You Won't Believe How The Internet Is Blowing Your Mind. Just, Wow.

Someone has to say it, and Walter Cronkite is no longer available for comment, so I will: despite what you might have been led to believe, those addictively manipulative headlines you can’t help clicking on—colloquially known as ‘clickbait’ for how they suck you in—they are not news.

Mostly, these clicky headlines are the journalistic equivalent of the joy buzzer: hard to refuse, intensely annoying once you’ve made contact, and the result will blow your mind! I’m sorry. I got carried away. What I meant to say was, the result will probably make you want to kick yourself for falling for the trick once again, kind of like the old “peek-a-boo” game your parents played with you when you were a baby that taught you absolutely nothing except that there was a good chance that most of the adults in your life were demented.

And yet, some of these stories are heart-rending. Some of them will impress you. So how do you know when the story behind the clicky headline is worth reading? The answer is, you don’t. You have to get lucky.

Sure, it feels great to be the first of your friends to forward a story about how a specially-trained baby seal made its way through stormy Arctic waters to deliver a dose of life-saving medication to a dying scientist at Station Nord. When that headline is rocking your Facebook or Twitter feed, you let everyone know that you stand proudly and firmly on the side of the pro-heroic-baby-seal movement. You are FOR saving the dying scientists.

But what about the headlines that tell a completely different story than what they purport to tell?

Back in the day, we had news headlines that were simple, straightforward, and were written with a sense of gravitas by people with serious names like John Noble Wilford. I was just a kid when this happened, but Mr. Wilford wrote an article for “The New York Times” in 1969 which stated “Men Walk on Moon”, and believe it or not, the accompanying article was simply about men who, in fact, walked on the moon. It was fantastic. There were no rescued puppies in this article; no choruses of disabled orphans singing the “wondtacular” National Anthem in a way that would “leave you mesmerized.” Just astronauts, taking one great leap for mankind, which, presumably, is why you chose to read that article.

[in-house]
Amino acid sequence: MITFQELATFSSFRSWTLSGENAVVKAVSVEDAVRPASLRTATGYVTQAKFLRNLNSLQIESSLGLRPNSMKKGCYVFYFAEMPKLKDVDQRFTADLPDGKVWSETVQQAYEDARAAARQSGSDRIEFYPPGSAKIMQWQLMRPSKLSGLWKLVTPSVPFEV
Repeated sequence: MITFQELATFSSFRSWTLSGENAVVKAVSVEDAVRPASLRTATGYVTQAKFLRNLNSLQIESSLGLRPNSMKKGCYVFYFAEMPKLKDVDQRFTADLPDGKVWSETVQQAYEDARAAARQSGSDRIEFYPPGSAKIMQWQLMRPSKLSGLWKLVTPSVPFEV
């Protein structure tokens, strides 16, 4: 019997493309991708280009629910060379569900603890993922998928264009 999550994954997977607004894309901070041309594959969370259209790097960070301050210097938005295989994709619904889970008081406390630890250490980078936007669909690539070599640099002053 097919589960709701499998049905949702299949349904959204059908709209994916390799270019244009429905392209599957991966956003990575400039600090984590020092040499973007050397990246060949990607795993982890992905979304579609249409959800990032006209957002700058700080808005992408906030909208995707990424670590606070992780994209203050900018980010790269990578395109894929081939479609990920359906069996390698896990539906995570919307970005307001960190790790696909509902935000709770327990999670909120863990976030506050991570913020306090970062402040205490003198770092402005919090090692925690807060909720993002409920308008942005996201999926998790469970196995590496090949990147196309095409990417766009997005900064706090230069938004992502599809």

Contrast that with this recent headline from the Science and Tech section of “Upworthy”: “Why Does Being Right-Handed Totally Violate the Basic Laws of Physics?” Don’t you want to know? I’m right-handed; I know I sure would like to know more about my physics-defying superpowers. Go on, click on it. I’ll wait.

See what I mean? With all due respect to the original videographer, Xiangjun Shi, this is not information on why I am able to levitate just because I’m right-handed. This is a hand drawn explanation about why she wanted to study physics. And it’s ultimately touching, on its own. But when it’s covered over with a headline that promises “a story that’s worth a thousand words” it becomes clickbait. And most of us find it irresistible.

That got me thinking about what things would be like if clickbait writing infiltrated our daily lives. Why not keep your loved ones and colleagues in suspense while you break bad news to them?

“Dear John: Your wife met a hipster, stay-at-home dad/performance artist at the playground while you were at work, and what happened next will blow your mind…”


“Hi Mom! Life on the ashram is going great! In your wildest imagination, you will never believe what our Spiritual Leader decided to do with my inheritance from Grandma…”


“In the Matter of Business Partners vs. Smith: Please be advised that the Party known as “Smith” has developed an alarming online gambling habit, not to mention that penchant for high-end call girls, and it will mind-blowingly astound you to mesmerizingly discover what has happened to your Company’s assets…”


“Are these the medical test results that will finally reveal whether that strange noise your intestines make at night is potentially deadly? Only your doctor knows for sure…”


That, my friends, is clickbait. It’s a sucker’s game. It’s not journalism. It’s a …hey, look at that! A touching video about a kitten who called 911 and saved his owner’s life!